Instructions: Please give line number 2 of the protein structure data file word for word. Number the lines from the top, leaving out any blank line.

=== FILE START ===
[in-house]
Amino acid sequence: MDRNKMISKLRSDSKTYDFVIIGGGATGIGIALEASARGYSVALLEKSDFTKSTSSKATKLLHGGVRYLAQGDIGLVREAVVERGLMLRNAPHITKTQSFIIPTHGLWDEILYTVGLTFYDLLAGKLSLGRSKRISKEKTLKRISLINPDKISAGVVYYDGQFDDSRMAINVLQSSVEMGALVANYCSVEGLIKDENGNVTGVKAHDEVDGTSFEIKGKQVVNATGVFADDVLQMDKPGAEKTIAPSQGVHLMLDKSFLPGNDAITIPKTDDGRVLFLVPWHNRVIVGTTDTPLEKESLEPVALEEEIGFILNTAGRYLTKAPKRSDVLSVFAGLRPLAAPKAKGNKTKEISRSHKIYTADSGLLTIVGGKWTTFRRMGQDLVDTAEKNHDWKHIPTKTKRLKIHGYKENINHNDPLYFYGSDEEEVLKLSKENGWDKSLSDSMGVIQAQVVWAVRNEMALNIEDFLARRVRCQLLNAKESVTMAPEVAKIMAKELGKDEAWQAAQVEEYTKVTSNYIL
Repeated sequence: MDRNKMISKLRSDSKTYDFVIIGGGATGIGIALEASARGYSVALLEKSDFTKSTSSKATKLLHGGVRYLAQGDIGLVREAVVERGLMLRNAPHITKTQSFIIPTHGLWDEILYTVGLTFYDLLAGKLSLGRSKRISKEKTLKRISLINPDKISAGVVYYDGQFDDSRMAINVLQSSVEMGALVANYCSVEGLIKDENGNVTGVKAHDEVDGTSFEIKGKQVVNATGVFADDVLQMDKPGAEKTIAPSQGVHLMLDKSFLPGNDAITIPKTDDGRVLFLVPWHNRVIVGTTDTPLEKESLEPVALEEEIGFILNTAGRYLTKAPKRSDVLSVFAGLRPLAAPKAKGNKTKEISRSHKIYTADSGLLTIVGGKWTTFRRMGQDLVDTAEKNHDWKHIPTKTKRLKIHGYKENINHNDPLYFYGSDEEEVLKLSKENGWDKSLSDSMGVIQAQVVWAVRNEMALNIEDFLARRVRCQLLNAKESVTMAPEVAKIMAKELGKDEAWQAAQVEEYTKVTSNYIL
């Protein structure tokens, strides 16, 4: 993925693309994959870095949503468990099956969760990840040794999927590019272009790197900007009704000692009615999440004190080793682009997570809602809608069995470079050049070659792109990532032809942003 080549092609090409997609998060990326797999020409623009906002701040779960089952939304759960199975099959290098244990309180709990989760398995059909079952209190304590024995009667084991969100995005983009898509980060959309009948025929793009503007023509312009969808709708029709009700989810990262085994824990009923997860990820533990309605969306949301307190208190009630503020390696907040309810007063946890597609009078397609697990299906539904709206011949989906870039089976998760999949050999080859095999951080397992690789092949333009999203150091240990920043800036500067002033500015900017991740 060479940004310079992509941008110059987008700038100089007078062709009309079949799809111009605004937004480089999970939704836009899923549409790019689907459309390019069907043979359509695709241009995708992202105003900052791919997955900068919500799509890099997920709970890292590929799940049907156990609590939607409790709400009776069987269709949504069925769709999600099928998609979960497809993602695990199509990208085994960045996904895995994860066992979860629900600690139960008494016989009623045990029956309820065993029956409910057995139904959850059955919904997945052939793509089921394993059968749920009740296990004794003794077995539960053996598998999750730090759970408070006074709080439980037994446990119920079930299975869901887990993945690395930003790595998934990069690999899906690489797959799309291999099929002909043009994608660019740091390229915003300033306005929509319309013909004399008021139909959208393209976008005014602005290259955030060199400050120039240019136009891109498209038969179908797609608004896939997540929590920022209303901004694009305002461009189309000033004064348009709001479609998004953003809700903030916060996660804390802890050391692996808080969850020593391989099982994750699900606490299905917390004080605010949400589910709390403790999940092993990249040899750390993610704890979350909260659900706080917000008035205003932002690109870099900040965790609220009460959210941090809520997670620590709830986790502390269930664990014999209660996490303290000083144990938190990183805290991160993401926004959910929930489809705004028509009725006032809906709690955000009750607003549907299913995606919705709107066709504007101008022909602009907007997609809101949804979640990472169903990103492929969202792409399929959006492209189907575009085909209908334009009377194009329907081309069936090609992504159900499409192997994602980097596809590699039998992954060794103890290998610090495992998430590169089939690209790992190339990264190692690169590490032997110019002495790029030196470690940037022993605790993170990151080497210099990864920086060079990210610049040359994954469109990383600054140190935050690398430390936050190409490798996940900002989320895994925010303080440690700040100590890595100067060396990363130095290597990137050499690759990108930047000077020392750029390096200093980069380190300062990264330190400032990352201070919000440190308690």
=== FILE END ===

Amino acid sequence: MDRNKMISKLRSDSKTYDFVIIGGGATGIGIALEASARGYSVALLEKSDFTKSTSSKATKLLHGGVRYLAQGDIGLVREAVVERGLMLRNAPHITKTQSFIIPTHGLWDEILYTVGLTFYDLLAGKLSLGRSKRISKEKTLKRISLINPDKISAGVVYYDGQFDDSRMAINVLQSSVEMGALVANYCSVEGLIKDENGNVTGVKAHDEVDGTSFEIKGKQVVNATGVFADDVLQMDKPGAEKTIAPSQGVHLMLDKSFLPGNDAITIPKTDDGRVLFLVPWHNRVIVGTTDTPLEKESLEPVALEEEIGFILNTAGRYLTKAPKRSDVLSVFAGLRPLAAPKAKGNKTKEISRSHKIYTADSGLLTIVGGKWTTFRRMGQDLVDTAEKNHDWKHIPTKTKRLKIHGYKENINHNDPLYFYGSDEEEVLKLSKENGWDKSLSDSMGVIQAQVVWAVRNEMALNIEDFLARRVRCQLLNAKESVTMAPEVAKIMAKELGKDEAWQAAQVEEYTKVTSNYIL